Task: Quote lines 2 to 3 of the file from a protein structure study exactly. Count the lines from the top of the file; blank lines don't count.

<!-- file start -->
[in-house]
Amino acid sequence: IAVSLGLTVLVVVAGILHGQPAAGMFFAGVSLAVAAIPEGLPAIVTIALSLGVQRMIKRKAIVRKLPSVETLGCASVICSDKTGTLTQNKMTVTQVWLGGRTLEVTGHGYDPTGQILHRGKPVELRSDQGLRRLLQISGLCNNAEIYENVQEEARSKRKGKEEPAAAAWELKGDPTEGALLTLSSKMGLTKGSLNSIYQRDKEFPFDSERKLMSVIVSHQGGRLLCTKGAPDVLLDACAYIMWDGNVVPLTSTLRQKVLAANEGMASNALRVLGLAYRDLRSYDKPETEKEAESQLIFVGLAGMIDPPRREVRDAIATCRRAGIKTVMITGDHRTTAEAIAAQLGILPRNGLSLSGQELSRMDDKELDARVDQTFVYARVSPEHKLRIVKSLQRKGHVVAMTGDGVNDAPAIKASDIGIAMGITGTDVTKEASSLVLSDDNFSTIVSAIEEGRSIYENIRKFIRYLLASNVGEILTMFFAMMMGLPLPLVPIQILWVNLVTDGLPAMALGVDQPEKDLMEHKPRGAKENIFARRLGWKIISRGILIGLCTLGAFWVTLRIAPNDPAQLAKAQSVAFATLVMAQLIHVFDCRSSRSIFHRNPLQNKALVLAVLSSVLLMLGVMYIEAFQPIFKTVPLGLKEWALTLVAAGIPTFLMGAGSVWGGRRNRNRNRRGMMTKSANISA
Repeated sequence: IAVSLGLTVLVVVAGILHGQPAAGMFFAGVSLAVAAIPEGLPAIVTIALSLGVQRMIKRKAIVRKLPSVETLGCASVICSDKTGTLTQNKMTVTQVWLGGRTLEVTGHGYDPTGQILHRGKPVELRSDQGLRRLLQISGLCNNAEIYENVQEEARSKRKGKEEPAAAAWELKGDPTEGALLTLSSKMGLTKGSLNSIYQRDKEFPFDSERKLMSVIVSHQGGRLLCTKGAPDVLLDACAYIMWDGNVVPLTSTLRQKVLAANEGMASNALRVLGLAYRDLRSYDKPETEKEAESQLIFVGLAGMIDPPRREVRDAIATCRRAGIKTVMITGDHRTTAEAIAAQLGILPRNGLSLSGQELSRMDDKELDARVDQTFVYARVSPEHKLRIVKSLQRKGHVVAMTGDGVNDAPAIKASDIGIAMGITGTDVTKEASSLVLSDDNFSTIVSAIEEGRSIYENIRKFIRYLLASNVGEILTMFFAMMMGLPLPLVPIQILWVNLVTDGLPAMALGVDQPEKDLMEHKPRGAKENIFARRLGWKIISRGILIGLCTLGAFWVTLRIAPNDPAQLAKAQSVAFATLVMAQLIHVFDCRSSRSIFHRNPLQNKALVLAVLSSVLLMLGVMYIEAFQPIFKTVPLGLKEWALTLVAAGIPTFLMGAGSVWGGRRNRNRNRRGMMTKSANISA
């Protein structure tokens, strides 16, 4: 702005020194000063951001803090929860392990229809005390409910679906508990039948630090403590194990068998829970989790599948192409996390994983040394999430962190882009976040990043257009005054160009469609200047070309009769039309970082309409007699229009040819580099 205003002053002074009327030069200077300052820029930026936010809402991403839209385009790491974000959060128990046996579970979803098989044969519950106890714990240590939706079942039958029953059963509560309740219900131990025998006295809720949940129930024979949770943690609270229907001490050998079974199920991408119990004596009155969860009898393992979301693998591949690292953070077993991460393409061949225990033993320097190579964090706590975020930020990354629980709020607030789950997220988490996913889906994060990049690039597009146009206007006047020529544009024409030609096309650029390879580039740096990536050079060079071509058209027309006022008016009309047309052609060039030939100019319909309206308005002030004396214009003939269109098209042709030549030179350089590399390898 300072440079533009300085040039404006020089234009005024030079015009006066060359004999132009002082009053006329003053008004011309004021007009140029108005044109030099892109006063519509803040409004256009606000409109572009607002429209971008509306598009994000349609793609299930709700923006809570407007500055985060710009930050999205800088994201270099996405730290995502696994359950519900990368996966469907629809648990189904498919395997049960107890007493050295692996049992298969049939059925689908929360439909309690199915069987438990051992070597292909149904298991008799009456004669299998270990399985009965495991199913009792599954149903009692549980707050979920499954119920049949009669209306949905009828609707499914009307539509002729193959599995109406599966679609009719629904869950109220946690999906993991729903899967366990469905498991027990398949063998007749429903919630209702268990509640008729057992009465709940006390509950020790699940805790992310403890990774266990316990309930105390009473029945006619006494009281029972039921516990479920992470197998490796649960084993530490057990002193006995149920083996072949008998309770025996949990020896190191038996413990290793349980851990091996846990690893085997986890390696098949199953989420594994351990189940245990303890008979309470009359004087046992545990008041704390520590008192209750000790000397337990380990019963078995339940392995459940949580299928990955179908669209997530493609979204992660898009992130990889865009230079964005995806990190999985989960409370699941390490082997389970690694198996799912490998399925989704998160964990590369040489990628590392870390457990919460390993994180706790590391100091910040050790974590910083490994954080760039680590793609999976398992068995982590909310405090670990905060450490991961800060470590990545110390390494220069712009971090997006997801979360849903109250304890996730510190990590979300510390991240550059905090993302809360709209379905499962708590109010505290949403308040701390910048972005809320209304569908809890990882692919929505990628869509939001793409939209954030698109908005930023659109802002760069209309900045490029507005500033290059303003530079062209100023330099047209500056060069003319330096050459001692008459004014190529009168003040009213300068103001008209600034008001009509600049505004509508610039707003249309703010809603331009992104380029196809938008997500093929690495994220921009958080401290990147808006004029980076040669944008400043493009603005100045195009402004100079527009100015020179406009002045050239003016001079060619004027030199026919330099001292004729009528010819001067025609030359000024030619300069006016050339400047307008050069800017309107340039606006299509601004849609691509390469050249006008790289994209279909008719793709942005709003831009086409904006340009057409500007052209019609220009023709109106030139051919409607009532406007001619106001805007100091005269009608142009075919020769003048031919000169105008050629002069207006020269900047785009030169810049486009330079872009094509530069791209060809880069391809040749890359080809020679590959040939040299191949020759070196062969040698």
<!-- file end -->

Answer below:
Amino acid sequence: IAVSLGLTVLVVVAGILHGQPAAGMFFAGVSLAVAAIPEGLPAIVTIALSLGVQRMIKRKAIVRKLPSVETLGCASVICSDKTGTLTQNKMTVTQVWLGGRTLEVTGHGYDPTGQILHRGKPVELRSDQGLRRLLQISGLCNNAEIYENVQEEARSKRKGKEEPAAAAWELKGDPTEGALLTLSSKMGLTKGSLNSIYQRDKEFPFDSERKLMSVIVSHQGGRLLCTKGAPDVLLDACAYIMWDGNVVPLTSTLRQKVLAANEGMASNALRVLGLAYRDLRSYDKPETEKEAESQLIFVGLAGMIDPPRREVRDAIATCRRAGIKTVMITGDHRTTAEAIAAQLGILPRNGLSLSGQELSRMDDKELDARVDQTFVYARVSPEHKLRIVKSLQRKGHVVAMTGDGVNDAPAIKASDIGIAMGITGTDVTKEASSLVLSDDNFSTIVSAIEEGRSIYENIRKFIRYLLASNVGEILTMFFAMMMGLPLPLVPIQILWVNLVTDGLPAMALGVDQPEKDLMEHKPRGAKENIFARRLGWKIISRGILIGLCTLGAFWVTLRIAPNDPAQLAKAQSVAFATLVMAQLIHVFDCRSSRSIFHRNPLQNKALVLAVLSSVLLMLGVMYIEAFQPIFKTVPLGLKEWALTLVAAGIPTFLMGAGSVWGGRRNRNRNRRGMMTKSANISA
Repeated sequence: IAVSLGLTVLVVVAGILHGQPAAGMFFAGVSLAVAAIPEGLPAIVTIALSLGVQRMIKRKAIVRKLPSVETLGCASVICSDKTGTLTQNKMTVTQVWLGGRTLEVTGHGYDPTGQILHRGKPVELRSDQGLRRLLQISGLCNNAEIYENVQEEARSKRKGKEEPAAAAWELKGDPTEGALLTLSSKMGLTKGSLNSIYQRDKEFPFDSERKLMSVIVSHQGGRLLCTKGAPDVLLDACAYIMWDGNVVPLTSTLRQKVLAANEGMASNALRVLGLAYRDLRSYDKPETEKEAESQLIFVGLAGMIDPPRREVRDAIATCRRAGIKTVMITGDHRTTAEAIAAQLGILPRNGLSLSGQELSRMDDKELDARVDQTFVYARVSPEHKLRIVKSLQRKGHVVAMTGDGVNDAPAIKASDIGIAMGITGTDVTKEASSLVLSDDNFSTIVSAIEEGRSIYENIRKFIRYLLASNVGEILTMFFAMMMGLPLPLVPIQILWVNLVTDGLPAMALGVDQPEKDLMEHKPRGAKENIFARRLGWKIISRGILIGLCTLGAFWVTLRIAPNDPAQLAKAQSVAFATLVMAQLIHVFDCRSSRSIFHRNPLQNKALVLAVLSSVLLMLGVMYIEAFQPIFKTVPLGLKEWALTLVAAGIPTFLMGAGSVWGGRRNRNRNRRGMMTKSANISA